Subject: Nearly 50 arrested in East Timor over gang violence

Also XN: Australian troops fight warring gangs in Timor-Leste

Nearly 50 arrested in East Timor over gang violence

JAKARTA, Feb 1 (Reuters) - Forty-seven people have been arrested in East Timor in an operation against gang violence in the tiny territory, the United Nations said in a statement on Thursday.

The arrests were related to rioting and other crimes including homicide, it said. U.N. police seized weapons such as batons, darts, spears, machetes and home-made fire-arms and explosives during the raids.

A two-week investigation had targeted the Bari Piti and Hudi Laran areas of the capital Dili, both strongholds of gangs linked to martial arts groups, the U.N. said. Australia led a force of 3,200 foreign peacekeepers to East Timor in late May after the country descended into chaos following the sacking of 600 mutinous soldiers.

Sporadic gang-related violence has continued in East Timor, the Asia-Pacific region's youngest country, plagued by poverty and high youth unemployment since independence in 2002.

The territory of around a million people voted in a 1999 referendum for independence from Indonesia, which annexed it after Portugal ended its colonial rule in 1975.

It became fully independent in 2002 after a period of U.N. administration.


Australian troops fight warring gangs in Timor-Leste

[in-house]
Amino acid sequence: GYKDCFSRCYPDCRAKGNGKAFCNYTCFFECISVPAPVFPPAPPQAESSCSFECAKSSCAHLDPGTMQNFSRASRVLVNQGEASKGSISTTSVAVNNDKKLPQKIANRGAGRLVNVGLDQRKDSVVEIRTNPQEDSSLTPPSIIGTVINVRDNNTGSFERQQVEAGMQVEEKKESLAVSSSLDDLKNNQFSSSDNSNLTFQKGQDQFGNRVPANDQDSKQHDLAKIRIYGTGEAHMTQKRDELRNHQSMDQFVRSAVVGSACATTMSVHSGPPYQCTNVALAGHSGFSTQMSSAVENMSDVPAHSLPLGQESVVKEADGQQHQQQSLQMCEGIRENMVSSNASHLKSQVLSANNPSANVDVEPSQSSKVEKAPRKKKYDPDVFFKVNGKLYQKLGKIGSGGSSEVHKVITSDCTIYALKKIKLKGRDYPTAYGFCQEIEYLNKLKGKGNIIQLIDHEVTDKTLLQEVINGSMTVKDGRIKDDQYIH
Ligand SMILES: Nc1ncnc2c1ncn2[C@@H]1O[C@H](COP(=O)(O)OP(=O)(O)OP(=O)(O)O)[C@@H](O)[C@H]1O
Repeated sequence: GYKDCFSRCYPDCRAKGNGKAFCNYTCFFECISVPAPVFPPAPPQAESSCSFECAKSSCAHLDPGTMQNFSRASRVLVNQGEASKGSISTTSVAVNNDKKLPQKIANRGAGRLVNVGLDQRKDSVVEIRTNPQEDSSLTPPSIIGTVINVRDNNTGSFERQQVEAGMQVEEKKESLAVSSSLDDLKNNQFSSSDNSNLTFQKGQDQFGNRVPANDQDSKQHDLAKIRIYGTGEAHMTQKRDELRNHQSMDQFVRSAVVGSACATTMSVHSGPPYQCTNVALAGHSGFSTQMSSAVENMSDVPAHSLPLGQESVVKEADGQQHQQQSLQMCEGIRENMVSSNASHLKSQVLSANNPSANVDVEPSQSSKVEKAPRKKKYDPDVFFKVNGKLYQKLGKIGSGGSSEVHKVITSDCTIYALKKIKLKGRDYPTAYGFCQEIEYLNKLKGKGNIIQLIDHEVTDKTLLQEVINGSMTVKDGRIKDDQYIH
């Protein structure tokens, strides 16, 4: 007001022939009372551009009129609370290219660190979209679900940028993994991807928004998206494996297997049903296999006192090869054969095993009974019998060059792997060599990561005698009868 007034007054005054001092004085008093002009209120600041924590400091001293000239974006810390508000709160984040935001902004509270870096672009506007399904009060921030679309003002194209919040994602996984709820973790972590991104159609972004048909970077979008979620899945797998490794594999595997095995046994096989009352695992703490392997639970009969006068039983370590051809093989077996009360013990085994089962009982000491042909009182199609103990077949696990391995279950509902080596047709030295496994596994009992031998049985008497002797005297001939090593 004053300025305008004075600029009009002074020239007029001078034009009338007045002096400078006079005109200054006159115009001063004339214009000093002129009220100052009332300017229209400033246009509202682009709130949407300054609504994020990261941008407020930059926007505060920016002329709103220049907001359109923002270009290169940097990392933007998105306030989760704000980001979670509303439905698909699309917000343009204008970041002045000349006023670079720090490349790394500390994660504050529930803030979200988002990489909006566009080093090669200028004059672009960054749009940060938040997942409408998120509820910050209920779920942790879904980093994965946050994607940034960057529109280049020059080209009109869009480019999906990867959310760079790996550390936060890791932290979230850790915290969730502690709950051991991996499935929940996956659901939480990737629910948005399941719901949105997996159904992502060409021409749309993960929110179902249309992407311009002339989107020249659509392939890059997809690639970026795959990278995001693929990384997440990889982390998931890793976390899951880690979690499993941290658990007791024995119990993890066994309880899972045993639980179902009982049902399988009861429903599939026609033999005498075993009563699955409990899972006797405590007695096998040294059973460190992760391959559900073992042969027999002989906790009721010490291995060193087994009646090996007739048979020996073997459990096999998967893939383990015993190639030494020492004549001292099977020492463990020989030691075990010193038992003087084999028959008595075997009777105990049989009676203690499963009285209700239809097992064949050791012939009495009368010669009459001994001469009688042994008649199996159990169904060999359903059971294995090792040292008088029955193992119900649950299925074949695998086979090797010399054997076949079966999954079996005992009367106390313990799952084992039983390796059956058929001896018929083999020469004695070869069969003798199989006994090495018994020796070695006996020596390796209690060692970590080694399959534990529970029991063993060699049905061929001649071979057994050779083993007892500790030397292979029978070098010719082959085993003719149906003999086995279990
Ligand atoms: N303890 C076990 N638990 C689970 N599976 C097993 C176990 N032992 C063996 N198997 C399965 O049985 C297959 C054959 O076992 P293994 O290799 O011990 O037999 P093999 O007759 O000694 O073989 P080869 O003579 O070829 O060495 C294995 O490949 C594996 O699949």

CANBERRA, Feb 1, 2007 (Xinhua via COMTEX) -- Australian troops have participated in a major armed operation with the United Nations against warring gangs in Timor-Leste in which 50 people have been arrested in the capital of Dili.

Australian Broadcasting Corporation radio reported Thursday that most of those in custody are members of warring gangs and martial arts groups who have caused havoc in the Southeast Asian nation since it descended into violence last year.

UN police seized dozens of illegal weapons, including home-made explosives and firearms, darts, batons and spears in the operation, in which Australian troops used Blackhawk and Kiawa helicopters.

Meanwhile, the Australian government has again updated its travel advisory for Timor-Leste.

The Australian foreign affairs department said Australians and other foreigners have been caught up in recent incidents of armed robbery and assault, and should reconsider all travel to the country.

It warned continuing incidents of violence could deteriorate further without notice, and that there is an increasing likelihood Australians or Australian interests may be specifically targeted in Timor-Leste.

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